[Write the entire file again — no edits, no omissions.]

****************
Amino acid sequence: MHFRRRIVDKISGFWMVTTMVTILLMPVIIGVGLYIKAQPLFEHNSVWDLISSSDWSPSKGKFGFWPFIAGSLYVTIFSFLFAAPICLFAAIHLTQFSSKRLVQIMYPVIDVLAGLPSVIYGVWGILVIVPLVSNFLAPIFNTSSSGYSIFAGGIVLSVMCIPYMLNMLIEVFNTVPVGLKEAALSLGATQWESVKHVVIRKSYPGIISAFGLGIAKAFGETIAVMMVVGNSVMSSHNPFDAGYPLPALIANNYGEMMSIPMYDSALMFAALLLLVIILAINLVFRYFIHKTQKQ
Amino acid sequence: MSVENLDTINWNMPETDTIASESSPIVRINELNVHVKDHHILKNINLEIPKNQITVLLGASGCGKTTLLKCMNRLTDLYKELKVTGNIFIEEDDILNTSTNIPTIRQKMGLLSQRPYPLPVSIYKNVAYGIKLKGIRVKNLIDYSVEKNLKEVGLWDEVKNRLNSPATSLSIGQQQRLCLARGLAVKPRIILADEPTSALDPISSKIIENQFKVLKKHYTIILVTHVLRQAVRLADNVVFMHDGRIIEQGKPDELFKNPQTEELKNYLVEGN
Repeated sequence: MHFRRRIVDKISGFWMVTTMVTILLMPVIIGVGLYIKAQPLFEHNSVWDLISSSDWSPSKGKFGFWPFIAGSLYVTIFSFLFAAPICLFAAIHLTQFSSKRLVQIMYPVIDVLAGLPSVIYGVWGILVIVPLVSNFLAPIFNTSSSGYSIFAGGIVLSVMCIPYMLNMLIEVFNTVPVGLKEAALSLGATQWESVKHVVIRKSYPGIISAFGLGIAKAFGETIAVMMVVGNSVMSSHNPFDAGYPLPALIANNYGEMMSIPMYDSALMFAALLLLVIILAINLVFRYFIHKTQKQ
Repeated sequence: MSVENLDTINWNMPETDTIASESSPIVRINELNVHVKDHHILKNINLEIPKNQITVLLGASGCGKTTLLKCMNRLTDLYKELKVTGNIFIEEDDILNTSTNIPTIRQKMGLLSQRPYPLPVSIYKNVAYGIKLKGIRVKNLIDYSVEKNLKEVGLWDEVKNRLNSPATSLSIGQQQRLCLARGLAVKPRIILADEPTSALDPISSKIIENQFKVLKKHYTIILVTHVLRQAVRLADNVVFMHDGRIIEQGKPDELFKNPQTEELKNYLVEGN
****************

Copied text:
Amino acid sequence: MHFRRRIVDKISGFWMVTTMVTILLMPVIIGVGLYIKAQPLFEHNSVWDLISSSDWSPSKGKFGFWPFIAGSLYVTIFSFLFAAPICLFAAIHLTQFSSKRLVQIMYPVIDVLAGLPSVIYGVWGILVIVPLVSNFLAPIFNTSSSGYSIFAGGIVLSVMCIPYMLNMLIEVFNTVPVGLKEAALSLGATQWESVKHVVIRKSYPGIISAFGLGIAKAFGETIAVMMVVGNSVMSSHNPFDAGYPLPALIANNYGEMMSIPMYDSALMFAALLLLVIILAINLVFRYFIHKTQKQ
Amino acid sequence: MSVENLDTINWNMPETDTIASESSPIVRINELNVHVKDHHILKNINLEIPKNQITVLLGASGCGKTTLLKCMNRLTDLYKELKVTGNIFIEEDDILNTSTNIPTIRQKMGLLSQRPYPLPVSIYKNVAYGIKLKGIRVKNLIDYSVEKNLKEVGLWDEVKNRLNSPATSLSIGQQQRLCLARGLAVKPRIILADEPTSALDPISSKIIENQFKVLKKHYTIILVTHVLRQAVRLADNVVFMHDGRIIEQGKPDELFKNPQTEELKNYLVEGN
Repeated sequence: MHFRRRIVDKISGFWMVTTMVTILLMPVIIGVGLYIKAQPLFEHNSVWDLISSSDWSPSKGKFGFWPFIAGSLYVTIFSFLFAAPICLFAAIHLTQFSSKRLVQIMYPVIDVLAGLPSVIYGVWGILVIVPLVSNFLAPIFNTSSSGYSIFAGGIVLSVMCIPYMLNMLIEVFNTVPVGLKEAALSLGATQWESVKHVVIRKSYPGIISAFGLGIAKAFGETIAVMMVVGNSVMSSHNPFDAGYPLPALIANNYGEMMSIPMYDSALMFAALLLLVIILAINLVFRYFIHKTQKQ
Repeated sequence: MSVENLDTINWNMPETDTIASESSPIVRINELNVHVKDHHILKNINLEIPKNQITVLLGASGCGKTTLLKCMNRLTDLYKELKVTGNIFIEEDDILNTSTNIPTIRQKMGLLSQRPYPLPVSIYKNVAYGIKLKGIRVKNLIDYSVEKNLKEVGLWDEVKNRLNSPATSLSIGQQQRLCLARGLAVKPRIILADEPTSALDPISSKIIENQFKVLKKHYTIILVTHVLRQAVRLADNVVFMHDGRIIEQGKPDELFKNPQTEELKNYLVEGN